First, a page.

Speaking to URN this morning, Namubiru said little effort has been made to process and table the National Legal Aid policy. Civil society organisations have been advocating for a NLAP for several years. The policy would provide for free legal services for the poor and vulnerable.
Lack of political will is affecting the
introduction of a National Legal Aid policy (NLAP) in the country, according to
Sylvia Namubiru, the Executive Director of the Legal Aid Service Providers
Speaking to URN this morning, Namubiru
said little effort has been made to process and table the National Legal Aid policy. Civil society organisations have
been advocating for a NLAP for several years. The policy seeks provision of free legal
services for the poor and vulnerable.
Legal aid extends beyond representation by a lawyer in a
court to include legal advice and assistance on both civil and criminal
matters. According to Namubiru, more than 80 percent of Ugandans cannot afford
In 2012, the first NLAP was drafted by private
members after government failed to draft one. Since then, the private members
have revised the draft as they consult with different organs of government.
Namubiru say that government has focused attention on issues
like infrastructure and less effort to this policy citing resources.
//Cue in: “The policy makers…”
Cue out: “…to defend you”//
The NLAP is being prepared by LASPNET and the
Greater North Parliamentary Forum led by the Gulu Municipality Member of
parliament, Lyandro Komakech with support from the Kaberamaido Woman Member of
Parliament, Veronica Eragu Bikyetero.
Namubiru says they have had to go back and
forth in drafting the policy to meet the demands of a private member’s bills.
She explains that a Private members bill should be neutral with very low cost
implications on government, something she says is difficult to achieve with the
The drafters have also had to revise the policy in search for
an institution to place it. All bills once approved should be implemented under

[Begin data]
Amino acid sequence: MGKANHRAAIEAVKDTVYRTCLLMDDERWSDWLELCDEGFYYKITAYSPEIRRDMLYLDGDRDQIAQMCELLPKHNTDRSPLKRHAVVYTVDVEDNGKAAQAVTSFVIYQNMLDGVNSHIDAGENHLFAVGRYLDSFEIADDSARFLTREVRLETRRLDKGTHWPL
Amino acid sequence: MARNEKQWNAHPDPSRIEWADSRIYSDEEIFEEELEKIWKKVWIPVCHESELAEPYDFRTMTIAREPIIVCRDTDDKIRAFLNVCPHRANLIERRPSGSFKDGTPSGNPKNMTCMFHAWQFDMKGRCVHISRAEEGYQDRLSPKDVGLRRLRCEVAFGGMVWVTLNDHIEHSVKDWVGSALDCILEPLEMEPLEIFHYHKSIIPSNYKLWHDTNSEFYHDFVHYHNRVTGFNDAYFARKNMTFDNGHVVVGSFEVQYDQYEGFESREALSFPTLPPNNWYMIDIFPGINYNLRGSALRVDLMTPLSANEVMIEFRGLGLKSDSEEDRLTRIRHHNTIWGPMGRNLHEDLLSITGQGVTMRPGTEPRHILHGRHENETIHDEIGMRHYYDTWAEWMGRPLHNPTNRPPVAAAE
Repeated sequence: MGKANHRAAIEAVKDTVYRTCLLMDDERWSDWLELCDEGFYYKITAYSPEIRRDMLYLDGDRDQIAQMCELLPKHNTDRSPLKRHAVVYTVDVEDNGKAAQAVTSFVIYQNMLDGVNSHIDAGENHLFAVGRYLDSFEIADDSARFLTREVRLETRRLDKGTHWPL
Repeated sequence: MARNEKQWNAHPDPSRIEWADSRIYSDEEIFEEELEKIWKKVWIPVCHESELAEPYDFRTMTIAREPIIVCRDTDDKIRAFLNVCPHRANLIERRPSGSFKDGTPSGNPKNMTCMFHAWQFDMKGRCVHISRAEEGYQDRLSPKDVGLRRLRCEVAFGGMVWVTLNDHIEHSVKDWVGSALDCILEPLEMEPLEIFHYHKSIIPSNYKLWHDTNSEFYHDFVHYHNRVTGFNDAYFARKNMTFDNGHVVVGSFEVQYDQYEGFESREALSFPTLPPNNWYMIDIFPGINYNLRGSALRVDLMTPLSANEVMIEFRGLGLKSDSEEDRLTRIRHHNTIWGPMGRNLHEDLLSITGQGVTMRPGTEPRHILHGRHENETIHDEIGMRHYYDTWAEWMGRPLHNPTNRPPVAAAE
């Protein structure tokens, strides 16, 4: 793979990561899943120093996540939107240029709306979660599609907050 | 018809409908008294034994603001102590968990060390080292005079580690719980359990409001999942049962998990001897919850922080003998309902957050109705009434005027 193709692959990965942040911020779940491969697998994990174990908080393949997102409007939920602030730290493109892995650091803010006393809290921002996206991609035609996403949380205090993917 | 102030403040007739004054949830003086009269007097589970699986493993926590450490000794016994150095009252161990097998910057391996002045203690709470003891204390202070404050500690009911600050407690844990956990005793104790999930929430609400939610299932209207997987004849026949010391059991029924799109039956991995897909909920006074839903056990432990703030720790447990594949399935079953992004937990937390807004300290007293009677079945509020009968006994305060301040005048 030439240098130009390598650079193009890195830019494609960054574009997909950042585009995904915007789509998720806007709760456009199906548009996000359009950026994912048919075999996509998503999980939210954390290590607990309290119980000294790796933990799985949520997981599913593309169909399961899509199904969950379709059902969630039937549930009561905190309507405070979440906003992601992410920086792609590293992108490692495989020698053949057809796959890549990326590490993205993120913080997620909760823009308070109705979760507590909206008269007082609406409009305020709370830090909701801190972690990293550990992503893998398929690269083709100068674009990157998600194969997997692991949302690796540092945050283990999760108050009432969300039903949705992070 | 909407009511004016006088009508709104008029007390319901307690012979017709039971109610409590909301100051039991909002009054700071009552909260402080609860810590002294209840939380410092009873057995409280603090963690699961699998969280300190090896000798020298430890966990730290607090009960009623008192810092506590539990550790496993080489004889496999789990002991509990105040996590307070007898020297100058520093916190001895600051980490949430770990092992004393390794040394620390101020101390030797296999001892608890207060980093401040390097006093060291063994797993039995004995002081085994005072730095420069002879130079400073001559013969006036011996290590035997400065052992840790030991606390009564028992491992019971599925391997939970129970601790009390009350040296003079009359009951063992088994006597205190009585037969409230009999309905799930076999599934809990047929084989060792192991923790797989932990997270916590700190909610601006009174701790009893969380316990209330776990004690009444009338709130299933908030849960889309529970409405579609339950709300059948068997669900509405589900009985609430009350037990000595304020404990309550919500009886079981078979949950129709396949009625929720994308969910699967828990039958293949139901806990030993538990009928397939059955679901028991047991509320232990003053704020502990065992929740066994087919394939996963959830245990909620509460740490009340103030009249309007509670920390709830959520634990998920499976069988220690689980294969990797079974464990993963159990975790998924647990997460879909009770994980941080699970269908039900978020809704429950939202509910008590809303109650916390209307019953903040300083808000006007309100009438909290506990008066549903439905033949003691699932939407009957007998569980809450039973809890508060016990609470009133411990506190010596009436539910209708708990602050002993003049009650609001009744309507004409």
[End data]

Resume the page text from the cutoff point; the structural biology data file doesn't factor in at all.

a government institution or agency.
A major hallmark for the policy is the proposal for the
establishment of an independent National Legal Aid Body (NLAB) to oversee the
roll-out and delivery of a comprehensive legal aid package across Uganda.
The legal aid body would have a governing board composed of
both state and non-state actors. This is one of the pending issues that
Namubiru, says they are working on to finalize the policy before presenting it
//Cue in; “A private member…”
Cue out…to a consensus.”//
Namubiru says that the journey to have the policy is still
ongoing. She says they are currently the policy and it should be presented to
parliament in about two months’ time.
She says they are still working with the office of the
Attorney General on the institution meant to implement the bill once enacted
and discussing the cost implications among others.
According to a cost benefit analysis assessment conducted by
LASPNET, the government would have to invest about 17 billion Shillings in Legal
Namubiru explains that this money is nothing compared to the
impact it would create. She notes that the policy would improve access to
justice through providing legal representation to Ugandans, reduce the number
of people in prisons who cannot afford legal costs and reduce case backlog